1. The thing with the multiverse is that if multiple universes exist, it is typically assumed infinite universes exist. And If infinite universes exist, then each of those universes have an infinite number of alternates. Therefore there are an infinite number of infinite universes. There logically must exist a universe in which we are all made of cheese. Also, a universe where we are not made of cheese. Even infinite cheese and not cheese universes. However, opposites annihilate. As such the infinite number of cheese universes and infinite number of not cheese universes probabilities cancel each other out into nothingness. Ergo, we are forced to conclude that all of the infinitely possible universes have collapsed against each other canceling out, and this universe is comprised if the tiny inconsistencies, the little wibbles of inconsequential meaningless differences that do not have an infinite alternate to cancel against.

      I propose we exist as the irreconcilable left overs of an infinite number of infinite universes collapsing what might have been and could never be into what just is.

      Be good to each other kids 😉

  2. >nor that traveling faster than the speed of light is impossible

    Moving faster than the speed of light would violate causality, making the question of “traveling” physically meaninless. Perhaps you can, but it won’t look like you’re moving anywhere.

    1. Traveling faster than the speed of light is easy. I can get you from Earth to Alpha Centauri in however short a time you want, if you’ve got enough energy.

      It’s getting the rest of the Universe to agree that’s the problem.

  3. Unless “god” pulls the curtains back and reveals everything, there’s no observation that can prove or even suggest that the universe is simulated because every conceivable way the universe works ultimately looks like a computer program regardless of the fact.

    How else could it be? Magic?

    1. “Unless “god” pulls the curtains back and reveals everything, there’s no observation that can prove or even suggest that the universe is simulated”

      It depends on how you actually phrase the points. If you say “our universe is simulated in SOME_OTHER place” that’s a pointless statement – you have no way to prove or disprove that because you don’t know the laws involved. (Frank Wilczek noted this issue two years ago).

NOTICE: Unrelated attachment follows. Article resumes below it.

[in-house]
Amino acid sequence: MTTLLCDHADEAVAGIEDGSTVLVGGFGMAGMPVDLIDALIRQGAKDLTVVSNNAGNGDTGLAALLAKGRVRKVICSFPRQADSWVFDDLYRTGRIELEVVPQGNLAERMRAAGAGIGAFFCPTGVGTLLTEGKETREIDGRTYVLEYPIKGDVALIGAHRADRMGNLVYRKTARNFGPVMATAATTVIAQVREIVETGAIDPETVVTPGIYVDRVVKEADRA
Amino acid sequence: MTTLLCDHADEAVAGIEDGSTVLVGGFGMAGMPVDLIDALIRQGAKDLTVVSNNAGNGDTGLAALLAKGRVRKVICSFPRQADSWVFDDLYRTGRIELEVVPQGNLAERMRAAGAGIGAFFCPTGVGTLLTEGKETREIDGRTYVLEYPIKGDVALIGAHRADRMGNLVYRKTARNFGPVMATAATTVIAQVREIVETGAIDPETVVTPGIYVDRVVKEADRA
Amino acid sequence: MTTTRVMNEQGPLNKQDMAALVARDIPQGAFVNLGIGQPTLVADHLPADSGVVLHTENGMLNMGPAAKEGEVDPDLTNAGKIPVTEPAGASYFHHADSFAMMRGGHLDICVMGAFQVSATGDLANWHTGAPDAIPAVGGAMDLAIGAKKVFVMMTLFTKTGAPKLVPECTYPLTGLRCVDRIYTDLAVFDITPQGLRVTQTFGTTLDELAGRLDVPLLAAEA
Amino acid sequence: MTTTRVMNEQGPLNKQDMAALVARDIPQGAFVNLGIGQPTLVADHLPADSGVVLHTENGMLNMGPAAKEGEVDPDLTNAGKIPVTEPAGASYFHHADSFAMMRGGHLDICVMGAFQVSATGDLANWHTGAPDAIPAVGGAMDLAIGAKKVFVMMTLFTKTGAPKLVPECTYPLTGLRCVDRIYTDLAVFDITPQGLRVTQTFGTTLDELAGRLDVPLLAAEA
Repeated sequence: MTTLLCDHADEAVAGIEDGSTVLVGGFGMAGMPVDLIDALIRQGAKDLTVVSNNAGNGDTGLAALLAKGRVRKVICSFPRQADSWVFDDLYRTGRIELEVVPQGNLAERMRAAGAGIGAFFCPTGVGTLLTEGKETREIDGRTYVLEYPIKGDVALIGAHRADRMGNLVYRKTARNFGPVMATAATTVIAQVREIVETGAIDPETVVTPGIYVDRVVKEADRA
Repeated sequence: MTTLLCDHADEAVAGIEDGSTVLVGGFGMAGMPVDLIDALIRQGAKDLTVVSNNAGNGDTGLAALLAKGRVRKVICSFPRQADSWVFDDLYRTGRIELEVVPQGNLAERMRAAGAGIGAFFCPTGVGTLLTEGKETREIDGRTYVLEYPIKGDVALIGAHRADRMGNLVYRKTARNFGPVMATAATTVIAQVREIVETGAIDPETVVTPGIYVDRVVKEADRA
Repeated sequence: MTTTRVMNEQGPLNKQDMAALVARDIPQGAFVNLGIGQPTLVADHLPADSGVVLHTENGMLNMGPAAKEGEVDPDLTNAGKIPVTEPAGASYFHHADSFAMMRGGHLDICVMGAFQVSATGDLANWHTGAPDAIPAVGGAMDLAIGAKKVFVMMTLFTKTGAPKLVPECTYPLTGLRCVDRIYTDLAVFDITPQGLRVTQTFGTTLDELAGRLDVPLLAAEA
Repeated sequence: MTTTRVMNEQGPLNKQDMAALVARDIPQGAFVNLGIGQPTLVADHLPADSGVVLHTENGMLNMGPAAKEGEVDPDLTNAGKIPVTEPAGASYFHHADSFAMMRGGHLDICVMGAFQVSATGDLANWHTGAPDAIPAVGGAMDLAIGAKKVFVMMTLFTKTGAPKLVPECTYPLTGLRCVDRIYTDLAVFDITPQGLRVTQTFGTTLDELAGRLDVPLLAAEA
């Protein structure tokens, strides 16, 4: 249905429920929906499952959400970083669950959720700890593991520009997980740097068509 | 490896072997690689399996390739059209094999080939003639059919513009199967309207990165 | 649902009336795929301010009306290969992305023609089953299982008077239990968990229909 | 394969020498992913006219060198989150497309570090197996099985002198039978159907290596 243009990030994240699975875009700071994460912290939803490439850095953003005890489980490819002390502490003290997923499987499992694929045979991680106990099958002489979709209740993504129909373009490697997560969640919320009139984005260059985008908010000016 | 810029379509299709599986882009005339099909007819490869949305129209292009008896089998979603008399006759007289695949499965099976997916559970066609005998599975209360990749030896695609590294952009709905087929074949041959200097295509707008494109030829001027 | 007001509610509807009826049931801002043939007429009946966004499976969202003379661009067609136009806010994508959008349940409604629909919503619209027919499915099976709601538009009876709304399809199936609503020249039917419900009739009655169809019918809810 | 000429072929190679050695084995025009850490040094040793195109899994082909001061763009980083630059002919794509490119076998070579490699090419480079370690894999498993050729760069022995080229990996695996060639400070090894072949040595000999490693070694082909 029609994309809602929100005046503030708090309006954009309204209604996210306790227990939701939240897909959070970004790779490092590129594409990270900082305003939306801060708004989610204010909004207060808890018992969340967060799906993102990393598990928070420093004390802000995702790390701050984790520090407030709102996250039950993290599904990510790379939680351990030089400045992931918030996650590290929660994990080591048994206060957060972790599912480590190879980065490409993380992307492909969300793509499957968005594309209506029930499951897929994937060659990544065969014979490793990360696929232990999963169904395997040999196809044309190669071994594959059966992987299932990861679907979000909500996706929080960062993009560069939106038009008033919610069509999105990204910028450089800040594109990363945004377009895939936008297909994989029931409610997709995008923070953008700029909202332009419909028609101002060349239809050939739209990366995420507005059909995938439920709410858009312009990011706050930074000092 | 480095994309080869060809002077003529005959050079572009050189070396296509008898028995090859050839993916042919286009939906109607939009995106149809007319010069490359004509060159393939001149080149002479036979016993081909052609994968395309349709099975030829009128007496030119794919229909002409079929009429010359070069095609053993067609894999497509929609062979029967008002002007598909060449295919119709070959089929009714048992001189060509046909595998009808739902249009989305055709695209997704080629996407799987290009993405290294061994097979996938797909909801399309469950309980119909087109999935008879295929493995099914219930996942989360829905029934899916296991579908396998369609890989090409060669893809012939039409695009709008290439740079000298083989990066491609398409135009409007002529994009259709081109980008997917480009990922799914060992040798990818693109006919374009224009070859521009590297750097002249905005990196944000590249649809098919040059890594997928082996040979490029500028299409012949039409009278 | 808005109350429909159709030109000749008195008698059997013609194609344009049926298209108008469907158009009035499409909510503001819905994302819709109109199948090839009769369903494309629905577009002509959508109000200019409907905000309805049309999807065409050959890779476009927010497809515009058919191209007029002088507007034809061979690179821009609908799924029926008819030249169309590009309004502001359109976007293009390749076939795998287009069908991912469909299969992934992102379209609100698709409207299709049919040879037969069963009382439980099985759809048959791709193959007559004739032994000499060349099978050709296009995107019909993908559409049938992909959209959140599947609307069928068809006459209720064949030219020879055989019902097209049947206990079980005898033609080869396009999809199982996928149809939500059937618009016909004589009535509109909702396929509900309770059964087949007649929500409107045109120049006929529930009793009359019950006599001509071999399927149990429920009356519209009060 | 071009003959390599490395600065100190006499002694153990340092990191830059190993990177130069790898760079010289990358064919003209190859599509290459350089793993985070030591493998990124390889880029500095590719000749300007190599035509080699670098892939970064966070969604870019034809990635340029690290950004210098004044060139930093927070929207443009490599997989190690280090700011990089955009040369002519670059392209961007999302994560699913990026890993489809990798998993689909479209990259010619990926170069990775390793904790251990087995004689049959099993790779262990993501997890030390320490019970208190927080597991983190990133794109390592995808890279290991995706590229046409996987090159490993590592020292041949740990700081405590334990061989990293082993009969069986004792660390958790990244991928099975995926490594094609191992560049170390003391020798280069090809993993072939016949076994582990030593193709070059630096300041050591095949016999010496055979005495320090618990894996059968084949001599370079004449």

However, some of the suggestions have been stricter than that: they’ve suggested that eventually *we* could reach the point where *we* could generate a simulation *of our own* reality. Which means the “are we living in a simulation” theory is actually “are we living in a simulation inside a universe with identical laws.”

      And *that* suggestion is falsifiable.

      1. The latter case reduces to the first.

        An observer within a simulation wouldn’t know the true laws of the universe anyways – just what are apparent within the simulation. That the two should be identical is not possible to test without stepping outside of the simulation, which is patently impossible for the observer.

        So unless the stars suddenly align to read “You’re living in a simulation, cheers from the scientist of the real universe.”, we have no way of knowing.

        1. “An observer within a simulation wouldn’t know the true laws of the universe anyways”

          It’s an assumption. That’s literally the point. Bostrom’s argument for it depends on it. You’re talking about something else.

      2. And then, take Mach’s principle: if the local laws of physics are dependent on the large scale structure of the universe, then you can never write a simulator that is exactly like our reality, because it would have to contain everything about our reality in it and thus wouldn’t fit inside it.

        1. “And then, take Mach’s principle: if the local laws of physics are dependent on the large scale structure of the universe”

          That is *not* how Mach’s principle in any theory that’s backed up by observation works, and the coupling of what you’re describing has been restricted by experiment to extremely small values. That’s not to say that coupling is not true, but there’s no evidence for what you’re saying.